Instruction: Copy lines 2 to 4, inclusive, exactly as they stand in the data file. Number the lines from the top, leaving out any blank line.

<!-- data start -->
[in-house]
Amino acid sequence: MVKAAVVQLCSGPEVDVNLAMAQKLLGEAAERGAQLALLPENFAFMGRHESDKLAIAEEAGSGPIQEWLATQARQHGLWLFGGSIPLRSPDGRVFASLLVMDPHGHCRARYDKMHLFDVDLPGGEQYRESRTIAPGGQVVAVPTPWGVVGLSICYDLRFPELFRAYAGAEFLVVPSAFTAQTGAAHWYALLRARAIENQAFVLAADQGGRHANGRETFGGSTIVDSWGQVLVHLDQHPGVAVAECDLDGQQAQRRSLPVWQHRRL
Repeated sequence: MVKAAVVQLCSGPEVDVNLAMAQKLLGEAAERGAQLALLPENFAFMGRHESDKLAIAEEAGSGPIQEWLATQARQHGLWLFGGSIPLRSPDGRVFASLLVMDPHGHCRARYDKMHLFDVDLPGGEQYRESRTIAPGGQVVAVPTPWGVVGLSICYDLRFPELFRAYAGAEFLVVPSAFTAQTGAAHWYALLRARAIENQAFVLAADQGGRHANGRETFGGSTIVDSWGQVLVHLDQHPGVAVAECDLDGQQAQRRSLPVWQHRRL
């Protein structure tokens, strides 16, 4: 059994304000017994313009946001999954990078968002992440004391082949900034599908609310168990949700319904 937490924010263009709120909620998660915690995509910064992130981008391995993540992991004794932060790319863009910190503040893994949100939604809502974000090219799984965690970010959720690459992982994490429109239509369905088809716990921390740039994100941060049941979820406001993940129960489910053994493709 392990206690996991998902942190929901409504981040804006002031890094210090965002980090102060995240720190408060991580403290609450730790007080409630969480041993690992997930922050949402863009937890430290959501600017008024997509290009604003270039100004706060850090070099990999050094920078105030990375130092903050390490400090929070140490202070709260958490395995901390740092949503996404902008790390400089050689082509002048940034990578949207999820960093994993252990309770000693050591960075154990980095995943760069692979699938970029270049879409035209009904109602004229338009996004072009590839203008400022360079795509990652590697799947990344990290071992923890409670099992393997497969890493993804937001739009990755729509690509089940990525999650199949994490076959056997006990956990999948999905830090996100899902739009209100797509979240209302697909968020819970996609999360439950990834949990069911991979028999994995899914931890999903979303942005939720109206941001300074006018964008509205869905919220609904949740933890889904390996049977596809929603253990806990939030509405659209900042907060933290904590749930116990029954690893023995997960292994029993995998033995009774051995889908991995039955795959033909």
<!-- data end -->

Amino acid sequence: MVKAAVVQLCSGPEVDVNLAMAQKLLGEAAERGAQLALLPENFAFMGRHESDKLAIAEEAGSGPIQEWLATQARQHGLWLFGGSIPLRSPDGRVFASLLVMDPHGHCRARYDKMHLFDVDLPGGEQYRESRTIAPGGQVVAVPTPWGVVGLSICYDLRFPELFRAYAGAEFLVVPSAFTAQTGAAHWYALLRARAIENQAFVLAADQGGRHANGRETFGGSTIVDSWGQVLVHLDQHPGVAVAECDLDGQQAQRRSLPVWQHRRL
Repeated sequence: MVKAAVVQLCSGPEVDVNLAMAQKLLGEAAERGAQLALLPENFAFMGRHESDKLAIAEEAGSGPIQEWLATQARQHGLWLFGGSIPLRSPDGRVFASLLVMDPHGHCRARYDKMHLFDVDLPGGEQYRESRTIAPGGQVVAVPTPWGVVGLSICYDLRFPELFRAYAGAEFLVVPSAFTAQTGAAHWYALLRARAIENQAFVLAADQGGRHANGRETFGGSTIVDSWGQVLVHLDQHPGVAVAECDLDGQQAQRRSLPVWQHRRL
């Protein structure tokens, strides 16, 4: 059994304000017994313009946001999954990078968002992440004391082949900034599908609310168990949700319904 937490924010263009709120909620998660915690995509910064992130981008391995993540992991004794932060790319863009910190503040893994949100939604809502974000090219799984965690970010959720690459992982994490429109239509369905088809716990921390740039994100941060049941979820406001993940129960489910053994493709 392990206690996991998902942190929901409504981040804006002031890094210090965002980090102060995240720190408060991580403290609450730790007080409630969480041993690992997930922050949402863009937890430290959501600017008024997509290009604003270039100004706060850090070099990999050094920078105030990375130092903050390490400090929070140490202070709260958490395995901390740092949503996404902008790390400089050689082509002048940034990578949207999820960093994993252990309770000693050591960075154990980095995943760069692979699938970029270049879409035209009904109602004229338009996004072009590839203008400022360079795509990652590697799947990344990290071992923890409670099992393997497969890493993804937001739009990755729509690509089940990525999650199949994490076959056997006990956990999948999905830090996100899902739009209100797509979240209302697909968020819970996609999360439950990834949990069911991979028999994995899914931890999903979303942005939720109206941001300074006018964008509205869905919220609904949740933890889904390996049977596809929603253990806990939030509405659209900042907060933290904590749930116990029954690893023995997960292994029993995998033995009774051995889908991995039955795959033909």